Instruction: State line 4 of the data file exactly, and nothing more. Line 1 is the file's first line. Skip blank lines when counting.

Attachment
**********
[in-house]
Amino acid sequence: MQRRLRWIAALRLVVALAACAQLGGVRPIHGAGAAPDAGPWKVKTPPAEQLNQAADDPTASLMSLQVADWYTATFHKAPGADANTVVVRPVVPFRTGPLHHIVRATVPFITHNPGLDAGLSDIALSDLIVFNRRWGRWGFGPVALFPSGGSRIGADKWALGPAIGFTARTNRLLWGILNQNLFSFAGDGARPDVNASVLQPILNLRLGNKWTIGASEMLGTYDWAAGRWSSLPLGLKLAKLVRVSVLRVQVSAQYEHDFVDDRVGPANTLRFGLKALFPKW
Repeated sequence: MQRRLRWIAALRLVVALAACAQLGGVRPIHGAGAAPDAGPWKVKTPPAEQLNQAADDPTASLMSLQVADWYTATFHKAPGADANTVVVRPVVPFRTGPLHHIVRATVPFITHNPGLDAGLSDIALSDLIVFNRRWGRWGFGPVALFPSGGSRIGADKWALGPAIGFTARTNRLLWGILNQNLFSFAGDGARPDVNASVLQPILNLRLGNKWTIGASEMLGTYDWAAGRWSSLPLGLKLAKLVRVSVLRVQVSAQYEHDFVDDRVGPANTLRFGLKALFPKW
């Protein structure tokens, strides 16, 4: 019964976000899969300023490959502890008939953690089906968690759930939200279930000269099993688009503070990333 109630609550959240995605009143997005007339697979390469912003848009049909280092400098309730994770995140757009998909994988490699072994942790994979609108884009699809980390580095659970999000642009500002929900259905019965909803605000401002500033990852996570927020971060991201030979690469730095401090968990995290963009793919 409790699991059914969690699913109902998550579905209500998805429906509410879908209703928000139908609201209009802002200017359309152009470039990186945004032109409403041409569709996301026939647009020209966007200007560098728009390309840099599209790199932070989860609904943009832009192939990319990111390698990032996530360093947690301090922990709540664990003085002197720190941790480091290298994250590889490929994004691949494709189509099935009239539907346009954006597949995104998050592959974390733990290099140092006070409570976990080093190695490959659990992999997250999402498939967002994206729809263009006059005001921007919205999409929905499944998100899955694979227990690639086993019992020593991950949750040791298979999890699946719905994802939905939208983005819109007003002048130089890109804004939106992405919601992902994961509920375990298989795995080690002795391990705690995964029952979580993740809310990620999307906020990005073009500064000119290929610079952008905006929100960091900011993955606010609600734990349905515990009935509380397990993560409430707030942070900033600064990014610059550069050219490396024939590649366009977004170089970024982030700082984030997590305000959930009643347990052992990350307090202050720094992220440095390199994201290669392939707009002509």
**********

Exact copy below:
């Protein structure tokens, strides 16, 4: 019964976000899969300023490959502890008939953690089906968690759930939200279930000269099993688009503070990333 109630609550959240995605009143997005007339697979390469912003848009049909280092400098309730994770995140757009998909994988490699072994942790994979609108884009699809980390580095659970999000642009500002929900259905019965909803605000401002500033990852996570927020971060991201030979690469730095401090968990995290963009793919 409790699991059914969690699913109902998550579905209500998805429906509410879908209703928000139908609201209009802002200017359309152009470039990186945004032109409403041409569709996301026939647009020209966007200007560098728009390309840099599209790199932070989860609904943009832009192939990319990111390698990032996530360093947690301090922990709540664990003085002197720190941790480091290298994250590889490929994004691949494709189509099935009239539907346009954006597949995104998050592959974390733990290099140092006070409570976990080093190695490959659990992999997250999402498939967002994206729809263009006059005001921007919205999409929905499944998100899955694979227990690639086993019992020593991950949750040791298979999890699946719905994802939905939208983005819109007003002048130089890109804004939106992405919601992902994961509920375990298989795995080690002795391990705690995964029952979580993740809310990620999307906020990005073009500064000119290929610079952008905006929100960091900011993955606010609600734990349905515990009935509380397990993560409430707030942070900033600064990014610059550069050219490396024939590649366009977004170089970024982030700082984030997590305000959930009643347990052992990350307090202050720094992220440095390199994201290669392939707009002509």